Despite the classic aesthetics, traditional crafts, and history that Urban Jürgensen & Sønner‘s watches are rooted in, the Danish-Swiss brand is able to be thoroughly modern in offering direct-to-consumer online sales for its latest release. As the brand’s new entry-level watch, the Urban Jürgensen & Sønner Alfred also appears to offer a lot for its price with a proprietary movement and a lot of handmade parts using uncommon techniques. Urban Jürgensen remains a lesser-known independent brand that high-end watch collectors can wink to each other about, but they might be starting to get more of the attention they deserve.
The Urban Jürgensen & Sønner Alfred watch is named for Jacques Alfred Jürgensen who was the last Jürgensen family watchmaker at the brand. The brand has had something of a dual Danish-Swiss identity throughout its centuries-spanning history, and while it changed hands a number of times after Jacques Alfred Jürgensen’s death in 1912, it returned to Danish ownership with now CEO Søren Jenry Petersen running the company since 2014 – while the watches remain Swiss Made. Read more about the brand and its history in our hands-on article on the Urban Jürgensen 11C watch here. The design of the Urban Jürgensen & Sønner Alfred dial, we are told, is based on a pocket watch signed by Jacques Alfred that was discovered in the brand’s archives while moving to their new atelier in Bienne, Switzerland, earlier this year.
At a modern 42mm wide in steel (30m water-resistant), the Urban Jürgensen & Sønner Alfred has a lot of handmade elements and even some “secrets” – the lugs’ soldering technique, the type of wood used to polish the hands, and the mix of ingredients for the “grenage” dial are all apparently classified. The clean look of the dial, the style of “observatory” hands, and the “teardrop” lugs have become signatures for the brand and they are keen to explain their painstaking production. The dial seems like a good place to begin…
Just because the Arabic numeral hour markers are flush with the rest of the dial, don’t mistake it for another printed one – as Urban Jürgensen’s technique makes applied indices look like the lazy choice. Again, the technique is called “grenage,” and the brand has used it for other watches in the past. Grenage involves, first, the indices, numerals, and texts being engraved into the silver dial and then filled in with lacquer that is polished to be flush with the dial surface. Then, the dial is treated with a mixture of silver powder, salt, and other (secret) ingredients, and an electrochemical bonding process causes the finish you see here to develop. This is all done by hand, of course, and we are told that each dial will therefore have an individual character and slight differences. The brand describes the texture as “granular,” but we’ve seen a lot of granular-textured dials before that often have a rougher, asphalt-like appearance – in the images at least, the Urban Jürgensen & Sønner Alfred dial texture looks almost like velvet or soft suede to me.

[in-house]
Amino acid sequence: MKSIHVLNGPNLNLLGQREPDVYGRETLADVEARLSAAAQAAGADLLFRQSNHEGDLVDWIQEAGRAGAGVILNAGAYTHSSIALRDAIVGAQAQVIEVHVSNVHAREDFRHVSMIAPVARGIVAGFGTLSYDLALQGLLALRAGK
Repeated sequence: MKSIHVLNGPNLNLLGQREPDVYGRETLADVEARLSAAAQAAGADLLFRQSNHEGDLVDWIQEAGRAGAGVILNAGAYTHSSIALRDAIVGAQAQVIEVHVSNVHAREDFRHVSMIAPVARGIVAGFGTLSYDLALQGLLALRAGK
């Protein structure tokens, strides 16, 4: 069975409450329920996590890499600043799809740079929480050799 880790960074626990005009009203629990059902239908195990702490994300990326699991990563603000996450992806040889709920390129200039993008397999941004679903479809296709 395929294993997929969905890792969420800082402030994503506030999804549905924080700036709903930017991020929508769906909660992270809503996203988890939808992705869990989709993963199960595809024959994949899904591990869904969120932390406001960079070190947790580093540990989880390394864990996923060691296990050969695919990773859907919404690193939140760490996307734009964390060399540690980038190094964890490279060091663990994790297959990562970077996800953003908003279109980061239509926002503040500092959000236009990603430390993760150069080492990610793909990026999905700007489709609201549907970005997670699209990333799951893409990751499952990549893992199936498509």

Most watch cases are made with the lugs as an integral part of the case’s shape, milled from a single piece of metal. Urban Jürgensen, on the other hand, makes each of the four teardrop lugs individually and then solders them to the three-part case. Just think: you’d have to make sure each is on there perfectly straight. Even for small batches, the lugs’ initial forging process alone apparently requires a full day of work and between five and eight cycles including heating and cooling stages that must be monitored and manually adjusted. Both the dial and the lugs seem as if produced with totally unnecessary complexity for a final product that differs from one produced more easily only in very subtle ways – these are the joys, I suppose, of watch collecting at a certain level.
We’re not done yet, though! Knowing all that, you wouldn’t expect simple stamped hands over that downy dial, would you? The hour hand alone is composed of four parts, and each hand and component is honed, polished, assembled, and heat-blued to a very specific hue of Urban Jürgensen navy blue. You might not even notice that the diamond-polished center of the hour hand’s “eye” is asymmetrically slightly thicker towards the center of the dial.
Finally, the hand-wound UJS-P4 movement was developed by Urban Jürgensen with Chronode. It features a Swiss lever escapement rather than the brand’s signature detent escapement of the P8 movement as in the 11C watch (linked to above), but shares much of the same architecture and finishing. With two barrels, the UJS-P4 gets 72 hours of power reserve and beats at a frequency of 3Hz to display the time with a small seconds subdial at 6 o’clock on the dial. The movement is visible through a sapphire caseback and decorated with some perlage and radial Geneva stripes emanating from the balance wheel, a balance bridge that’s skeletonized in a cool modern way, hand-chamfering for the bridges, and blued screws with polished countersinks.
What is perhaps most notable is the relatively reasonable price for the level of work we can attest to Urban Jürgensen doing and the direct, online-only sales. Now, this is not an online shopping experience where you add to cart, proceed to checkout, and choose your method of payment. No, you contact the brand via their online form (or just call the atelier) and “arrange purchase.” Part of the package is an “experience” – you are invited to pick up your watch in Bienne where CEO Søren Jenry Petersen will personally hand it to you and introduce you to the watchmakers and craftsmen who made it. I’m assuming the buyer is responsible for transportation and lodging, and I’m not sure if shipping is an option, but I suppose that’s really all beside the point for any potential customer. Price for the Urban Jürgensen & Sønner Alfred watch is €14,300 + VAT. urbanjurgensen.com